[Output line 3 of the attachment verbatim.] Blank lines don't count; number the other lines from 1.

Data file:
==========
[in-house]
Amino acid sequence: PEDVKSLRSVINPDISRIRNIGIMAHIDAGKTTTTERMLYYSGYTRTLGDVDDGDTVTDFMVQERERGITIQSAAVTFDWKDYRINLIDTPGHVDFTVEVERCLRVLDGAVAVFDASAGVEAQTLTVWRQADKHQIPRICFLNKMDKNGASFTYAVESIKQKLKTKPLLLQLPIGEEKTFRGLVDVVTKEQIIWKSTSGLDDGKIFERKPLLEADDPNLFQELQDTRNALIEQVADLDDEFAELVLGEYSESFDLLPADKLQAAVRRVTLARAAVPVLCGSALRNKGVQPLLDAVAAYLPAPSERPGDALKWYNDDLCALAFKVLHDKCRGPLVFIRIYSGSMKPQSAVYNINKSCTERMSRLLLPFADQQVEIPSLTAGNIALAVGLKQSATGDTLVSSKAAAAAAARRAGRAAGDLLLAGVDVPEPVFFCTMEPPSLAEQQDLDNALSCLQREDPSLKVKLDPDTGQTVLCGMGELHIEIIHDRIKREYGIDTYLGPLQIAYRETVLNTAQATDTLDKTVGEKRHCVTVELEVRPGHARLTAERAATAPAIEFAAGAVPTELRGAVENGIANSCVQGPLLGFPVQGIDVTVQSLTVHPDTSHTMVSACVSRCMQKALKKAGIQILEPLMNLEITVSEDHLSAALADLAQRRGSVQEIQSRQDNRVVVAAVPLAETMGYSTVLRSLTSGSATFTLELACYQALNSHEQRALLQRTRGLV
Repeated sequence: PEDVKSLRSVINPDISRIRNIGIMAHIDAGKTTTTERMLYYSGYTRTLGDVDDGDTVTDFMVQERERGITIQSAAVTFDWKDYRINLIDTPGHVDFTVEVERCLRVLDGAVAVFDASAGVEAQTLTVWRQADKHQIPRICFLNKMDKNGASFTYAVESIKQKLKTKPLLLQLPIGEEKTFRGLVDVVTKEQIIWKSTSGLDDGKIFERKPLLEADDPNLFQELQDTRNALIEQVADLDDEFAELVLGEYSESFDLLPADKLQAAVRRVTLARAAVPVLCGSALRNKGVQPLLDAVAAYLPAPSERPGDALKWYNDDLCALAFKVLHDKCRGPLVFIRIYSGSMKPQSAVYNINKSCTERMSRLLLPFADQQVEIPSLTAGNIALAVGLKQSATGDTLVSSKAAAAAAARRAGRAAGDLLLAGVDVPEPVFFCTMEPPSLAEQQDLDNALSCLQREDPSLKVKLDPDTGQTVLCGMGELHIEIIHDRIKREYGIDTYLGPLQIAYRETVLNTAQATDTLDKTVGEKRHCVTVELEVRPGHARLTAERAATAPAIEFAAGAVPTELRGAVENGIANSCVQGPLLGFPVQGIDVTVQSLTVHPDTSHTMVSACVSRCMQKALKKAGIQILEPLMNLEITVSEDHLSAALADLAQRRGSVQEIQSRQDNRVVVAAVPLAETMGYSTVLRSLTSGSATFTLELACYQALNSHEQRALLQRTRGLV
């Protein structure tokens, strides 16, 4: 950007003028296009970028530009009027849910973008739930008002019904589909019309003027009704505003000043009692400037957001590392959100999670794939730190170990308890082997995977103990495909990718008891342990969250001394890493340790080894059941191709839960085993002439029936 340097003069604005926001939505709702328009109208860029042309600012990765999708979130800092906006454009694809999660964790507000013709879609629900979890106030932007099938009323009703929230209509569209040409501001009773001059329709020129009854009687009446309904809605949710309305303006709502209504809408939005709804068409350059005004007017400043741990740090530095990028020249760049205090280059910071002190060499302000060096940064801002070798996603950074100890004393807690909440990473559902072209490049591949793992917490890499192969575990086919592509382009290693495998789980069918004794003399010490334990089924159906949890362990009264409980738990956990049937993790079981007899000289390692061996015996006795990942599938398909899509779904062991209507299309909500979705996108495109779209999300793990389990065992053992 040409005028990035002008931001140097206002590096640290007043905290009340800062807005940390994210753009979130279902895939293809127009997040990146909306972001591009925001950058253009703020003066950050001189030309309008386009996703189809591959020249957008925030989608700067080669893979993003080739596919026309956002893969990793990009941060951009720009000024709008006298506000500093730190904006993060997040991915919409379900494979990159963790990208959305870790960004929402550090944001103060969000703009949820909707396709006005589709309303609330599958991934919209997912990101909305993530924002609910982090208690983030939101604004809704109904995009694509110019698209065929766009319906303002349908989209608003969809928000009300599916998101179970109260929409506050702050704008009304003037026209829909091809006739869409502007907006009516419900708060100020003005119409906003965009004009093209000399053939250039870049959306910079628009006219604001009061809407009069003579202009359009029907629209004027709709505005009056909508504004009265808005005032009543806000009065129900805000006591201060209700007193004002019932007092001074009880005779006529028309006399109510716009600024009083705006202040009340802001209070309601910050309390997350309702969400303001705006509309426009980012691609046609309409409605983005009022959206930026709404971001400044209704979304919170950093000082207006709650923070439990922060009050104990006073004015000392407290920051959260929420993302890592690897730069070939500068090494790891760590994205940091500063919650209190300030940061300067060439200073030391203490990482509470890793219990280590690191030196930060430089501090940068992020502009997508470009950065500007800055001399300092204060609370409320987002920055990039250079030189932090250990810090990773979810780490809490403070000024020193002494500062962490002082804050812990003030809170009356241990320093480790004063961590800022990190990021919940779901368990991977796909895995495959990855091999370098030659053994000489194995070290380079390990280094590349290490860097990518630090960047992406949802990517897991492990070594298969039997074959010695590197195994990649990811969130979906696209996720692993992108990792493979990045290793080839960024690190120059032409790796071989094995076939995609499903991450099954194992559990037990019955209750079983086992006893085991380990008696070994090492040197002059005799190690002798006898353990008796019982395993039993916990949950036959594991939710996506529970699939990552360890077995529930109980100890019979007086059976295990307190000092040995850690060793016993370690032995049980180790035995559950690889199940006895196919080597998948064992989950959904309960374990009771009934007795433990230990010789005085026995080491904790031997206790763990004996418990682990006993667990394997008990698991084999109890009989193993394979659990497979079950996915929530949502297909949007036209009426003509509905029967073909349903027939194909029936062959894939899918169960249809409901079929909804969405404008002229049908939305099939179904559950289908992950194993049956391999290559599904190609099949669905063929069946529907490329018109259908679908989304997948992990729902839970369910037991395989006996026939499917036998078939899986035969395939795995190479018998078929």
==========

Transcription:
Repeated sequence: PEDVKSLRSVINPDISRIRNIGIMAHIDAGKTTTTERMLYYSGYTRTLGDVDDGDTVTDFMVQERERGITIQSAAVTFDWKDYRINLIDTPGHVDFTVEVERCLRVLDGAVAVFDASAGVEAQTLTVWRQADKHQIPRICFLNKMDKNGASFTYAVESIKQKLKTKPLLLQLPIGEEKTFRGLVDVVTKEQIIWKSTSGLDDGKIFERKPLLEADDPNLFQELQDTRNALIEQVADLDDEFAELVLGEYSESFDLLPADKLQAAVRRVTLARAAVPVLCGSALRNKGVQPLLDAVAAYLPAPSERPGDALKWYNDDLCALAFKVLHDKCRGPLVFIRIYSGSMKPQSAVYNINKSCTERMSRLLLPFADQQVEIPSLTAGNIALAVGLKQSATGDTLVSSKAAAAAAARRAGRAAGDLLLAGVDVPEPVFFCTMEPPSLAEQQDLDNALSCLQREDPSLKVKLDPDTGQTVLCGMGELHIEIIHDRIKREYGIDTYLGPLQIAYRETVLNTAQATDTLDKTVGEKRHCVTVELEVRPGHARLTAERAATAPAIEFAAGAVPTELRGAVENGIANSCVQGPLLGFPVQGIDVTVQSLTVHPDTSHTMVSACVSRCMQKALKKAGIQILEPLMNLEITVSEDHLSAALADLAQRRGSVQEIQSRQDNRVVVAAVPLAETMGYSTVLRSLTSGSATFTLELACYQALNSHEQRALLQRTRGLV